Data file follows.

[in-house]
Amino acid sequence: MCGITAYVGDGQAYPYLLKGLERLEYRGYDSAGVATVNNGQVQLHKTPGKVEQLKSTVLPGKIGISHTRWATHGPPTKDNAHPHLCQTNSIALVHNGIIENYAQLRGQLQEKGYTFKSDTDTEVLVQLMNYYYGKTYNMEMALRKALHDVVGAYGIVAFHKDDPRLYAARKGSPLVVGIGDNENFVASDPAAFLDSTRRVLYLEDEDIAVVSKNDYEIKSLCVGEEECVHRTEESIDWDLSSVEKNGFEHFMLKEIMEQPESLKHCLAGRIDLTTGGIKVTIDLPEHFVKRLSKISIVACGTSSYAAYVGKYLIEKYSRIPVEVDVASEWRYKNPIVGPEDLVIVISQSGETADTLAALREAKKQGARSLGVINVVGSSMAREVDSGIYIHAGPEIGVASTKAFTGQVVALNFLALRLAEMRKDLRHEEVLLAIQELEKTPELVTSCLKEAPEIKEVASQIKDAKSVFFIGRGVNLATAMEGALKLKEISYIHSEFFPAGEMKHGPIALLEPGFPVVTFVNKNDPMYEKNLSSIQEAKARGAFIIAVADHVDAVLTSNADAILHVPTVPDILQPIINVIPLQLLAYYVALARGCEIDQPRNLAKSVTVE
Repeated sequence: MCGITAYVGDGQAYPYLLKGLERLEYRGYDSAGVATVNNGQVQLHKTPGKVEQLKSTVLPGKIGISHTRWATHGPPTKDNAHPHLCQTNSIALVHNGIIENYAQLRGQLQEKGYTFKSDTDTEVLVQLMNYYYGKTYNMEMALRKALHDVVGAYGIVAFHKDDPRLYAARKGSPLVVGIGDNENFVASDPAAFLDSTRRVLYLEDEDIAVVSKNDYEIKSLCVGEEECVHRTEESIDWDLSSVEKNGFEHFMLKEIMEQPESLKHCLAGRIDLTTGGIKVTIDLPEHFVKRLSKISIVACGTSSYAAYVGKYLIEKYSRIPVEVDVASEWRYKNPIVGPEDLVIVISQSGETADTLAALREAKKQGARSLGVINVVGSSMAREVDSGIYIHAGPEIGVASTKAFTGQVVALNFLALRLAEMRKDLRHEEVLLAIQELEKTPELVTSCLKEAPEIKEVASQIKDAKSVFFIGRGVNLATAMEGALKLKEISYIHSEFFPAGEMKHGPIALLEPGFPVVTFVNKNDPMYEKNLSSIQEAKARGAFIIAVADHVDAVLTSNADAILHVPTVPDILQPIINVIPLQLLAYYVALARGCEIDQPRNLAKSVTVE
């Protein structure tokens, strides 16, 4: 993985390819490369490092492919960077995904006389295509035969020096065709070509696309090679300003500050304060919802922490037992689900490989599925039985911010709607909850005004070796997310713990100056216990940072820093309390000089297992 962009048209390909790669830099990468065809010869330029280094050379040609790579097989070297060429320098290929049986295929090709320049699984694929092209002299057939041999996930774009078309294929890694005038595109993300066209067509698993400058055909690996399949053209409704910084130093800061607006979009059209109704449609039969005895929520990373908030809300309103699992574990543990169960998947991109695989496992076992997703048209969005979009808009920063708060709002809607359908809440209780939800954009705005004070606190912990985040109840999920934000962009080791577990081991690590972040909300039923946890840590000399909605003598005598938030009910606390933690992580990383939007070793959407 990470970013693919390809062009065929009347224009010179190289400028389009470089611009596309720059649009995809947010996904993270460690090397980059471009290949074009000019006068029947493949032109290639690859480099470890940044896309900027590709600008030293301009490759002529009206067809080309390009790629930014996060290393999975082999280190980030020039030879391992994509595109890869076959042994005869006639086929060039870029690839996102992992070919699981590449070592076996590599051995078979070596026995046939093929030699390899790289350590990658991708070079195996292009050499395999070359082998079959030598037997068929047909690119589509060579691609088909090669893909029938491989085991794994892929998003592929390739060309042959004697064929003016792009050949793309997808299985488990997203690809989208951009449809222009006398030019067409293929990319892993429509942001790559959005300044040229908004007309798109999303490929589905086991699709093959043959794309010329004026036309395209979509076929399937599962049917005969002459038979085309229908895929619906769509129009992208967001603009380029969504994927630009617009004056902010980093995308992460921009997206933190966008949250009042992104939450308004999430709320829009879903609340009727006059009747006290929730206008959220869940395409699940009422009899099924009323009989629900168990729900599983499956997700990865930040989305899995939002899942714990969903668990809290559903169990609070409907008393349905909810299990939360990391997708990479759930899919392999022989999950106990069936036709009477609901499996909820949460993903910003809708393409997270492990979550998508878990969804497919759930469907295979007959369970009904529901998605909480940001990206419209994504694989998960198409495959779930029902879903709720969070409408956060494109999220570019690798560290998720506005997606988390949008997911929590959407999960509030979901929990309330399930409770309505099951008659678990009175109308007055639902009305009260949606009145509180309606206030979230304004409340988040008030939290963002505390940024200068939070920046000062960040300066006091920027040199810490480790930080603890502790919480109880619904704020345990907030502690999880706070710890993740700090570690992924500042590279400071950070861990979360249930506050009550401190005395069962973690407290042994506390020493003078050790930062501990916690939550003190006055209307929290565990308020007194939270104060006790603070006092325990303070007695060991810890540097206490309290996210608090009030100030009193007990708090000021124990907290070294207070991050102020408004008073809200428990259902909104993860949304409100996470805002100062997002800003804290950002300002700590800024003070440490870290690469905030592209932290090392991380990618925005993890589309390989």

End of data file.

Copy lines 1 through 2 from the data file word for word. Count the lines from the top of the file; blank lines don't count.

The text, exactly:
[in-house]
Amino acid sequence: MCGITAYVGDGQAYPYLLKGLERLEYRGYDSAGVATVNNGQVQLHKTPGKVEQLKSTVLPGKIGISHTRWATHGPPTKDNAHPHLCQTNSIALVHNGIIENYAQLRGQLQEKGYTFKSDTDTEVLVQLMNYYYGKTYNMEMALRKALHDVVGAYGIVAFHKDDPRLYAARKGSPLVVGIGDNENFVASDPAAFLDSTRRVLYLEDEDIAVVSKNDYEIKSLCVGEEECVHRTEESIDWDLSSVEKNGFEHFMLKEIMEQPESLKHCLAGRIDLTTGGIKVTIDLPEHFVKRLSKISIVACGTSSYAAYVGKYLIEKYSRIPVEVDVASEWRYKNPIVGPEDLVIVISQSGETADTLAALREAKKQGARSLGVINVVGSSMAREVDSGIYIHAGPEIGVASTKAFTGQVVALNFLALRLAEMRKDLRHEEVLLAIQELEKTPELVTSCLKEAPEIKEVASQIKDAKSVFFIGRGVNLATAMEGALKLKEISYIHSEFFPAGEMKHGPIALLEPGFPVVTFVNKNDPMYEKNLSSIQEAKARGAFIIAVADHVDAVLTSNADAILHVPTVPDILQPIINVIPLQLLAYYVALARGCEIDQPRNLAKSVTVE